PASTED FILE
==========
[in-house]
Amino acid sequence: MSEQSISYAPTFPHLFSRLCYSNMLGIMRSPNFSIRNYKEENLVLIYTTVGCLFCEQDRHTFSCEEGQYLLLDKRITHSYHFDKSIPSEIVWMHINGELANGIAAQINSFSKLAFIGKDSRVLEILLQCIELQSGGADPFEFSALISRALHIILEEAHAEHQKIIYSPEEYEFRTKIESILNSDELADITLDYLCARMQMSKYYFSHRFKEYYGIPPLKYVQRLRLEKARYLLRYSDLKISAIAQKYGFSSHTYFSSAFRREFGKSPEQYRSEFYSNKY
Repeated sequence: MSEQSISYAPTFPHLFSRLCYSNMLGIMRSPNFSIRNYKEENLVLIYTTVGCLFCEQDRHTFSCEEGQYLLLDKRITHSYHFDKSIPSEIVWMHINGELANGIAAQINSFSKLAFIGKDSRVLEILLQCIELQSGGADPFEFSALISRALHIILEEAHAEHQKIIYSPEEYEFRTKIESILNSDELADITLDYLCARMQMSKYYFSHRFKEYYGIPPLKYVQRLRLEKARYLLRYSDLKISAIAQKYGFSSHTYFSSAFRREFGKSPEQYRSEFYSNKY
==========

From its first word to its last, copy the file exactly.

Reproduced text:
[in-house]
Amino acid sequence: MSEQSISYAPTFPHLFSRLCYSNMLGIMRSPNFSIRNYKEENLVLIYTTVGCLFCEQDRHTFSCEEGQYLLLDKRITHSYHFDKSIPSEIVWMHINGELANGIAAQINSFSKLAFIGKDSRVLEILLQCIELQSGGADPFEFSALISRALHIILEEAHAEHQKIIYSPEEYEFRTKIESILNSDELADITLDYLCARMQMSKYYFSHRFKEYYGIPPLKYVQRLRLEKARYLLRYSDLKISAIAQKYGFSSHTYFSSAFRREFGKSPEQYRSEFYSNKY
Repeated sequence: MSEQSISYAPTFPHLFSRLCYSNMLGIMRSPNFSIRNYKEENLVLIYTTVGCLFCEQDRHTFSCEEGQYLLLDKRITHSYHFDKSIPSEIVWMHINGELANGIAAQINSFSKLAFIGKDSRVLEILLQCIELQSGGADPFEFSALISRALHIILEEAHAEHQKIIYSPEEYEFRTKIESILNSDELADITLDYLCARMQMSKYYFSHRFKEYYGIPPLKYVQRLRLEKARYLLRYSDLKISAIAQKYGFSSHTYFSSAFRREFGKSPEQYRSEFYSNKY